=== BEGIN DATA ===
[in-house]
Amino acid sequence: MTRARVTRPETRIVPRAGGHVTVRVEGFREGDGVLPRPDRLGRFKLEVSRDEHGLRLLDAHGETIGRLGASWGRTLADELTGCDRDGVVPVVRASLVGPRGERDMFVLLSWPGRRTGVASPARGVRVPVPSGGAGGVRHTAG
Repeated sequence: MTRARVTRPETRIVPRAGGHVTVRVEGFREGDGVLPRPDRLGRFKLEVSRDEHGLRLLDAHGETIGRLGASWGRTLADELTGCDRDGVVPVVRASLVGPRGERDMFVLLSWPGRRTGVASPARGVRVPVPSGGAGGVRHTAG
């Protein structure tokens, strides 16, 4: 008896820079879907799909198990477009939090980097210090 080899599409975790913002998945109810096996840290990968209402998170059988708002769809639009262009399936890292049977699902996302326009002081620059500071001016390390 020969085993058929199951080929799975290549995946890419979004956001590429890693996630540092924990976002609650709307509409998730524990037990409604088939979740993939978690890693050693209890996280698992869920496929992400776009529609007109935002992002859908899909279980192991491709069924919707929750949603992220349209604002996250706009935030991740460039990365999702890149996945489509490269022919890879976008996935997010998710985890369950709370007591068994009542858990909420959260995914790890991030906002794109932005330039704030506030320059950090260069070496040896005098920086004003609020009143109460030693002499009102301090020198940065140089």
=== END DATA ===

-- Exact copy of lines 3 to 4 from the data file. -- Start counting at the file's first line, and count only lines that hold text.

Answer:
Repeated sequence: MTRARVTRPETRIVPRAGGHVTVRVEGFREGDGVLPRPDRLGRFKLEVSRDEHGLRLLDAHGETIGRLGASWGRTLADELTGCDRDGVVPVVRASLVGPRGERDMFVLLSWPGRRTGVASPARGVRVPVPSGGAGGVRHTAG
């Protein structure tokens, strides 16, 4: 008896820079879907799909198990477009939090980097210090 080899599409975790913002998945109810096996840290990968209402998170059988708002769809639009262009399936890292049977699902996302326009002081620059500071001016390390 020969085993058929199951080929799975290549995946890419979004956001590429890693996630540092924990976002609650709307509409998730524990037990409604088939979740993939978690890693050693209890996280698992869920496929992400776009529609007109935002992002859908899909279980192991491709069924919707929750949603992220349209604002996250706009935030991740460039990365999702890149996945489509490269022919890879976008996935997010998710985890369950709370007591068994009542858990909420959260995914790890991030906002794109932005330039704030506030320059950090260069070496040896005098920086004003609020009143109460030693002499009102301090020198940065140089």